I became “the Incensed Professor” when I took it as the nom de guerre for a review site for perfumes and colognes. It seemed a good choice for this use as well. I am often incensed at the follies of the world, and when I went to Mass, I was literally incensed there as well. I therefore can use the term both negatively and positively.
It took me a long time to become properly incensed. After graduating from public school, I went to a junior college because of a difference of opinion with my parents. The problem for me is that a young man from town had gone north to college and came home preaching the Gospel According to St John Harvard. To an impressionable teenager, it sounded like the Ivy League constituted the Cities of God on earth. My parents were less thrilled; they felt, quite reasonably, that I was too young and naïf to be dropped into an Ivy League institution. Their solution was to insist I go locally for a year or two, before they sent me wherever I wanted I wanted to go. My solution to their solution was to sulk.
It turned out, of course, that they were right. By the time I finally got into one of the Ivy League colleges as a transfer student, I had begun to realize its high costs might seriously undermine what would be a long post-graduate course of study. I accepted the parental bribe (a new car) and went off to the family University. It was well that I did, for I fell very ill my first term, which was much easier to handle closer to home than the cold North.
At my University, I did an Honors study for a month in London. My English mentor took me to see Oxford. (You get an idea of Oxford when you are reminded that the “New College” of Our Lady there was founded there in 1379.) It was there I discovered that the City of God on Earth was not Cambridge, Massachusetts, but Oxford, England (or possibly Cambridge, England). I was therefore determined to go up to Oxford or “the Other Place,” which means either Oxford or Cambridge depending on whether one is viewing things from Cambridge or Oxford. The term is, however, not inaccurate. “Oxbridge” is a rather smaller set than the Ivy League, and in my book, infinitely more desirable.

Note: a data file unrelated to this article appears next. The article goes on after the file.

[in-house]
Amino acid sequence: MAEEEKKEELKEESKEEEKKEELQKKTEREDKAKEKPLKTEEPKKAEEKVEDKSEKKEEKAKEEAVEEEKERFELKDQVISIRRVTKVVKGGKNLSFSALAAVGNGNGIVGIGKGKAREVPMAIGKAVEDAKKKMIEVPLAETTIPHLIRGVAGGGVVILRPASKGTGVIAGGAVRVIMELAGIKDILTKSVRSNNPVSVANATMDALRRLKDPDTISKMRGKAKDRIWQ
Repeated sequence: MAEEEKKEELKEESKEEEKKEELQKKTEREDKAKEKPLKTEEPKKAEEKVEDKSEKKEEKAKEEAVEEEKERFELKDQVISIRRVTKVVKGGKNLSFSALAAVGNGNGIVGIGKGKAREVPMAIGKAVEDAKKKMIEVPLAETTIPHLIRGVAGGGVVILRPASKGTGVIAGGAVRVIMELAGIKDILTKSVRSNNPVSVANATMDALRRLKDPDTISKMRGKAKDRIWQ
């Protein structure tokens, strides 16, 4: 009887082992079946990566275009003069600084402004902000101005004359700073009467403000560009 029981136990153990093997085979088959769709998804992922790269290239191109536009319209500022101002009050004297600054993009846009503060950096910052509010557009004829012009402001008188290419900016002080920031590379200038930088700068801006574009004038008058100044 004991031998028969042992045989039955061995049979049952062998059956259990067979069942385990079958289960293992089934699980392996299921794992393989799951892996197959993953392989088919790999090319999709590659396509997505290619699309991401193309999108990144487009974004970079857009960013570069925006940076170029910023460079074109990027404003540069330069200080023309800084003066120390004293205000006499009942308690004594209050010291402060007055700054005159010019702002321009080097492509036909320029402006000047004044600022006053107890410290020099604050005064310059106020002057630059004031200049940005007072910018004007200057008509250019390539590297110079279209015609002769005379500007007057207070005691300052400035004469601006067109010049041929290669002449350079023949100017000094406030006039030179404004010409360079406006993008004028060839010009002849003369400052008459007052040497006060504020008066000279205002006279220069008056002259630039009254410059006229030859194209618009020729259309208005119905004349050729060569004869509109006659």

After my Master’s at a large State University, I applied to read History at Oxford or Cambridge. I managed to get accepted, and it was the best thing that happened throughout my education. My College was not a socially prominent constituent of the University, but what it lacked in social clout, it made up for with a most congenial society. Instead of being relegated to the Americans’ Table at one of the older and grander Colleges, my best mates were English, Welsh, and Canadian. I also had most of my tutorials one-on-one. (It was the tutorial that made me opt for another Bachelor’s degree, which is expected to turn to an M.A. if one takes the expected Honours.) I read Modern History, that is, after the Fall of Rome. I was told that the advice to do another undergraduate degree was old-fashioned but good. It was. I “lost” three years in England, and it took one more to get back into Graduate School. It was still worth the time it took! When I actually got to teach Tudor History, I realized that pay was not the only reward the University offered. One can always spend money, but not to be bored at work is priceless.
My dissertation was, as most dissertations are, an arcane study of obscure aspects of Elizabethan England. It was not well chosen for a modern academic career, though for me the more important consideration was that it set up annual research trips to London to work in the historical archives there, including the British Library. I think the Prince of Wales dislikes the new BL, but I love it, if for no other reason that the old Manuscripts Saloon in the British Museum was not air-conditioned. No drinks in the old “saloon,” either. This meant that the new BL was a temperate paradise with original manuscripts. Heaven!
I never had a career in one of the Top Research Schools, but I doubt I would have enjoyed the rare distinction of being a conservative Professor in a liberal fish tank. In any case, I have always followed the excellent advice of that notorious women, the Dowager Empress Cixi of China, to “cultivate one’s person.” I am “invariably interested in so many things,” literature, early music, European and Asian history, Eastern art, Western art, and so forth. I am an “Anglophiliac,” since I love England dearly but am not sure she is still among the living. (Brexit may help revive her.) I am also an oenophile and a lover of food. As “the Incensed Professor.” I will inveigh against what I dislike and savor those things I cherish. Some of you I will bore (as I did some of my students), but as long as you don’t bore me, we shall get along splendidly.